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Change Soccer Attitudes, Not Laws and Balls

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Given the muddled perception of the USA in international soccer, it's dangerous for those of us who live here to suggest changes to the game. So for purposes of this discussion, I'm English (mother's side), Irish (paternal grandmother), Scottish (great-aunts) and, sadly, French (hence the name).

But whatever your nationality, the World Cup has shown few glimpses of the game at its best and many of the game at its worst. At times during the dreary first week, when ESPN's announcers would welcome viewers on American Forces Network, it was tempting to ask whether the troops had suffered enough.

We soccer fans can joke about bad soccer. A World Cup snoozer is, in many respects, no different than a Super Bowl blowout or error-riddled Final Four game. Referees are human. And if the easy answer were "more goals," we'd be watching indoor soccer in the winter and the World Cup of lacrosse now.

Yet FIFA, the sport's international overlords, have taken the occasional step to repair the game when it seems to be in danger of going wrong, particularly as the average number of goals per game creeps closer to two. Teams get three points for wins now, not two. Goalkeepers can't pick up simple passes from their teammates and hold the ball forever. In theory, referees can punish dives.

They also tend to introduce a new ball for each World Cup, promising that it'll dip and swerve to produce spectacular goals. That approach backfired this time around, as field players had as much trouble as goalkeepers in adjusting to the infamous Jabulani, spraying passes all over South Africa and misjudging normally simple crosses. Next time, perhaps FIFA will introduce a ball that splits in two in mid-air, giving goalkeepers quite a bit to think about.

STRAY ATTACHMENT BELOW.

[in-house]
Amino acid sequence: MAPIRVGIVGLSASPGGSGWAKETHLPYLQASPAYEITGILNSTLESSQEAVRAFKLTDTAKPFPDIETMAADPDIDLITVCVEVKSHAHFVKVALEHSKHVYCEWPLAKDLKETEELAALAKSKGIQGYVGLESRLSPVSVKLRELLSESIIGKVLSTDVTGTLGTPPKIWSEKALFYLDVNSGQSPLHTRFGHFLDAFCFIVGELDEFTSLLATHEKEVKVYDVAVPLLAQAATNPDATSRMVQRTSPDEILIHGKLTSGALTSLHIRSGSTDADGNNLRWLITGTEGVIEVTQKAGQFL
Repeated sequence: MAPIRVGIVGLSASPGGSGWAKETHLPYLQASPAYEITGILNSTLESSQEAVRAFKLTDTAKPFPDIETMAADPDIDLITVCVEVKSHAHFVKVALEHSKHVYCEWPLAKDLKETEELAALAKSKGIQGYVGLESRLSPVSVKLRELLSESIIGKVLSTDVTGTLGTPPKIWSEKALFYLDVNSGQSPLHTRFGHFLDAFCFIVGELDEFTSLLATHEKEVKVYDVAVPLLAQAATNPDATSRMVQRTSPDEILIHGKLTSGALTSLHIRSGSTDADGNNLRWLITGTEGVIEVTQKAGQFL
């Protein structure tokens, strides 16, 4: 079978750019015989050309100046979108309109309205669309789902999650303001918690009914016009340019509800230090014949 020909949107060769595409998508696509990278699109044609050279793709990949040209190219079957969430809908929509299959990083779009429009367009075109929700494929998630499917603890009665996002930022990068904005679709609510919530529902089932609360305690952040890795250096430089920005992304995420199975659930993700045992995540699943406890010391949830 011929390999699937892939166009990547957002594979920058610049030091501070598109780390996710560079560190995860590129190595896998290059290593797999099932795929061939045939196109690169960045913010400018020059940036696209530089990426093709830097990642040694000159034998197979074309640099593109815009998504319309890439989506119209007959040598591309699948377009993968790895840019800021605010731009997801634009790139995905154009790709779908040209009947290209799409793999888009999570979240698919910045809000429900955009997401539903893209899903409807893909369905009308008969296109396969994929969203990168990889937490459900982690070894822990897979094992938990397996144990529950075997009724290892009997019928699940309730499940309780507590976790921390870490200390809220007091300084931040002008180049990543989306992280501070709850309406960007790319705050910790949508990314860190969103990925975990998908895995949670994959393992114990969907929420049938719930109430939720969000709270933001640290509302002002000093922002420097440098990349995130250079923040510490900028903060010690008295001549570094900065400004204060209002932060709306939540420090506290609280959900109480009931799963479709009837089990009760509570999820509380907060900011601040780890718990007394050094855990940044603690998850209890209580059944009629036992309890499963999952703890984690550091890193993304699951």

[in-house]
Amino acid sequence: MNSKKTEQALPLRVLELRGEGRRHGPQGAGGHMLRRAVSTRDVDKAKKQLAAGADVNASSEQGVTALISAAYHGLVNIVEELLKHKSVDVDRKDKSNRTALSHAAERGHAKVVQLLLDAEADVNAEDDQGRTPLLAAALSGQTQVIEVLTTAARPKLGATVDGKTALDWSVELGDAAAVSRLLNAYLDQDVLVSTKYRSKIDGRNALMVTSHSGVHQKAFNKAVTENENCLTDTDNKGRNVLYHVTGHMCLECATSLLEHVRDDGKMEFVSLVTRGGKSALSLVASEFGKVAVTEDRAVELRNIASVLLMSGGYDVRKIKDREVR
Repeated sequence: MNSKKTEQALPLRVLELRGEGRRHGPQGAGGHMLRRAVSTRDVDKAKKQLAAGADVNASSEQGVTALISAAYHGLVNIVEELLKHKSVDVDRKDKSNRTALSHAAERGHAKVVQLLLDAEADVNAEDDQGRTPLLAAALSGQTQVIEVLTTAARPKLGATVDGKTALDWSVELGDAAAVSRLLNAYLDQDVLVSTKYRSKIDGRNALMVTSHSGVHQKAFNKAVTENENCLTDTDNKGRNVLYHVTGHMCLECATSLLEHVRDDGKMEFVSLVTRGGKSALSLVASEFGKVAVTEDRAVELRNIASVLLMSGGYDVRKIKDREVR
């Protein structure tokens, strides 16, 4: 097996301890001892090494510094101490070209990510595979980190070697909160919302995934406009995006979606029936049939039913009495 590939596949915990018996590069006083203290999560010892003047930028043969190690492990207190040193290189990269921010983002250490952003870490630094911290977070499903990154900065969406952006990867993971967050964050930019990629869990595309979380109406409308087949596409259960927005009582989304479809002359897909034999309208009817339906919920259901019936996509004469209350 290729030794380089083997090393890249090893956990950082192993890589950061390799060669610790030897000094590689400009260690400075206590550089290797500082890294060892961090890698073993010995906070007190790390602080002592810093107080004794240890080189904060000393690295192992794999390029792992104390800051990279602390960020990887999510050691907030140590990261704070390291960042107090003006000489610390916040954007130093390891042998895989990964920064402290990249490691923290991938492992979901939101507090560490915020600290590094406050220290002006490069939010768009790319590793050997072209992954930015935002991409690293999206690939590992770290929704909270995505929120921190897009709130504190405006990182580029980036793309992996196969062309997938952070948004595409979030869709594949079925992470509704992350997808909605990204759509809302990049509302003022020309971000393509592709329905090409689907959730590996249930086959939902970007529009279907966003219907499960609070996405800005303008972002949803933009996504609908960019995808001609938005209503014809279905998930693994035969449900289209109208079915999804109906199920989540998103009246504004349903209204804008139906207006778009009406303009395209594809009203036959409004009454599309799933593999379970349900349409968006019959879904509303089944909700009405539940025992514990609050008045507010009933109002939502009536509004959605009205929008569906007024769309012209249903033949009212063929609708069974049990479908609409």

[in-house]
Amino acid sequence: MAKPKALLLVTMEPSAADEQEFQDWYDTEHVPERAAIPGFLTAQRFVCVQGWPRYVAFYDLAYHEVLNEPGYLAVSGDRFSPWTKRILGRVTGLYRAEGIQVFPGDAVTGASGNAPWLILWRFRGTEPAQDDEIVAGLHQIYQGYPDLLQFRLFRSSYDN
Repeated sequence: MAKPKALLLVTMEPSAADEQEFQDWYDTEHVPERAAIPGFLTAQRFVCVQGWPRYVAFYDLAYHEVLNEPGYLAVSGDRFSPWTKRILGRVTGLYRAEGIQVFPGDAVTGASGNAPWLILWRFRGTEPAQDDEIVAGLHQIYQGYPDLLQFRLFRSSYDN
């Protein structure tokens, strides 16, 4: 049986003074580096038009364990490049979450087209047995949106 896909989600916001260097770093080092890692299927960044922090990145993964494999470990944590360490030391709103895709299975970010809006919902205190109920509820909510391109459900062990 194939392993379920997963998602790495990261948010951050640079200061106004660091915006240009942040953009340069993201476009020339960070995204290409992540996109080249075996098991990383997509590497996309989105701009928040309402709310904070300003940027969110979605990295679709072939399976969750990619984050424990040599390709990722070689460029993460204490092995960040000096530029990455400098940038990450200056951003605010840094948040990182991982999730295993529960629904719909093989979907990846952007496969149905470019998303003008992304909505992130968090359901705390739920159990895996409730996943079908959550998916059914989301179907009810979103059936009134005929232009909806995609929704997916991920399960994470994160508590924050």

FIFA can still tinker a bit, particularly with an offside rule that most of the sport's commentators don't understand. An experiment with additional assistant referees could prove fruitful, particularly if they're empowered to flag some of the nonsense seen on free kicks as in the USA-Slovenia game, which saw several U.S. players held in a variety of grappling holds.

Ultimately, though, it's attitudes that must change, not the game itself. Players' attitudes, coaches' attitudes, media attitudes and fan attitudes.

Players and coaches need to realize at some point that their negativity, particularly diving, is backfiring. Consider Cristiano Ronaldo, the wonderfully skilled Portuguese player who has been known to dive for a foul rather than proceed with a scoring chance that had a better chance of succeeding than the free kick he just won. Players and coaches have been trained to think otherwise. Besides, players are more afraid of making a ghastly mistake on a big stage than they are of being labeled a cheat.

That's where fans and the media come in.

In U.S. sports, we have a strong deterrent against blatant cheating: a gauntlet of reporters in the locker room after the game. Not so in international sports, where athletes can rush through "mixed zones," waving off questions. Soccer players in particular aren't used to being hounded by the press. Ridiculed, yes. Forced to endure scrutiny and outright falsehoods over their social lives, yes. Grilled about diving? Not so much.

Fans and the media also have the right to demand more from this sport than simply grinding out results, and they generally have no problem voicing such opinions.

And yet fans and the media also need to be patient. Perhaps a bit more forgiving, too, so that players and coaches will feel emboldened to take more risks.

Maybe, for example, on Wednesday, when the USA could really stand to throw caution to the wind to get a win against Algeria.

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